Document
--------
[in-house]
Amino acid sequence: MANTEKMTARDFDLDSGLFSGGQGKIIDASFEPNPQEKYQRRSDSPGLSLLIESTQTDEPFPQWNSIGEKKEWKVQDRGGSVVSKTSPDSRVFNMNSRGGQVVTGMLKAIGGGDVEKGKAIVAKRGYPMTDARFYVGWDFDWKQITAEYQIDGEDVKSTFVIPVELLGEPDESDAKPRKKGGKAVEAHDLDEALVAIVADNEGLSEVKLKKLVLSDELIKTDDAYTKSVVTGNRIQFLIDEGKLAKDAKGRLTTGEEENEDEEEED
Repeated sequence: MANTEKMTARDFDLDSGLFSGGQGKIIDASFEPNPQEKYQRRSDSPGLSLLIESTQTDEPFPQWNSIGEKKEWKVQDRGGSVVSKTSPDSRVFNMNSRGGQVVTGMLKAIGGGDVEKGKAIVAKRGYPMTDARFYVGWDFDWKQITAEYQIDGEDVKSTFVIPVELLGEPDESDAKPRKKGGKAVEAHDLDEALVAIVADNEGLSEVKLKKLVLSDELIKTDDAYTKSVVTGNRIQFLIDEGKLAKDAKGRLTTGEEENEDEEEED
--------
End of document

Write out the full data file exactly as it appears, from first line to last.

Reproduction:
[in-house]
Amino acid sequence: MANTEKMTARDFDLDSGLFSGGQGKIIDASFEPNPQEKYQRRSDSPGLSLLIESTQTDEPFPQWNSIGEKKEWKVQDRGGSVVSKTSPDSRVFNMNSRGGQVVTGMLKAIGGGDVEKGKAIVAKRGYPMTDARFYVGWDFDWKQITAEYQIDGEDVKSTFVIPVELLGEPDESDAKPRKKGGKAVEAHDLDEALVAIVADNEGLSEVKLKKLVLSDELIKTDDAYTKSVVTGNRIQFLIDEGKLAKDAKGRLTTGEEENEDEEEED
Repeated sequence: MANTEKMTARDFDLDSGLFSGGQGKIIDASFEPNPQEKYQRRSDSPGLSLLIESTQTDEPFPQWNSIGEKKEWKVQDRGGSVVSKTSPDSRVFNMNSRGGQVVTGMLKAIGGGDVEKGKAIVAKRGYPMTDARFYVGWDFDWKQITAEYQIDGEDVKSTFVIPVELLGEPDESDAKPRKKGGKAVEAHDLDEALVAIVADNEGLSEVKLKKLVLSDELIKTDDAYTKSVVTGNRIQFLIDEGKLAKDAKGRLTTGEEENEDEEEED